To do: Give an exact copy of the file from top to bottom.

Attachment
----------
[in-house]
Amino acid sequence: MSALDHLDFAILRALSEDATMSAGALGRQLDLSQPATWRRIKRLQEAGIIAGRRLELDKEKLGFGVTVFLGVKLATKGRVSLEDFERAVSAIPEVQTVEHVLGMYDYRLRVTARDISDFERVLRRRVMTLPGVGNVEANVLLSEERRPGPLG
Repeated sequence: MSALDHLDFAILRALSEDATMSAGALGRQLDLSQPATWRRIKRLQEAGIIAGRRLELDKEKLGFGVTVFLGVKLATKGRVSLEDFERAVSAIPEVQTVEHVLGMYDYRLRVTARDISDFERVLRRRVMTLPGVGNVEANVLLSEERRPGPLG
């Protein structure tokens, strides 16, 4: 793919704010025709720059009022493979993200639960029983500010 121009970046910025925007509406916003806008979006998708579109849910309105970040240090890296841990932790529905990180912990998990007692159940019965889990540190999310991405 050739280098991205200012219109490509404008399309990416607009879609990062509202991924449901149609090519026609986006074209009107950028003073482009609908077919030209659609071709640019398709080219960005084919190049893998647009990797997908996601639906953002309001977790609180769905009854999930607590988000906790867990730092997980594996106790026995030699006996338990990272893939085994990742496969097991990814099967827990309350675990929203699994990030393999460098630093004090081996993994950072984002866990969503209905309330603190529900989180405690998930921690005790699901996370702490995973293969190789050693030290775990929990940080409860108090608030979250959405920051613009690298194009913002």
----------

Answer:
[in-house]
Amino acid sequence: MSALDHLDFAILRALSEDATMSAGALGRQLDLSQPATWRRIKRLQEAGIIAGRRLELDKEKLGFGVTVFLGVKLATKGRVSLEDFERAVSAIPEVQTVEHVLGMYDYRLRVTARDISDFERVLRRRVMTLPGVGNVEANVLLSEERRPGPLG
Repeated sequence: MSALDHLDFAILRALSEDATMSAGALGRQLDLSQPATWRRIKRLQEAGIIAGRRLELDKEKLGFGVTVFLGVKLATKGRVSLEDFERAVSAIPEVQTVEHVLGMYDYRLRVTARDISDFERVLRRRVMTLPGVGNVEANVLLSEERRPGPLG
């Protein structure tokens, strides 16, 4: 793919704010025709720059009022493979993200639960029983500010 121009970046910025925007509406916003806008979006998708579109849910309105970040240090890296841990932790529905990180912990998990007692159940019965889990540190999310991405 050739280098991205200012219109490509404008399309990416607009879609990062509202991924449901149609090519026609986006074209009107950028003073482009609908077919030209659609071709640019398709080219960005084919190049893998647009990797997908996601639906953002309001977790609180769905009854999930607590988000906790867990730092997980594996106790026995030699006996338990990272893939085994990742496969097991990814099967827990309350675990929203699994990030393999460098630093004090081996993994950072984002866990969503209905309330603190529900989180405690998930921690005790699901996370702490995973293969190789050693030290775990929990940080409860108090608030979250959405920051613009690298194009913002």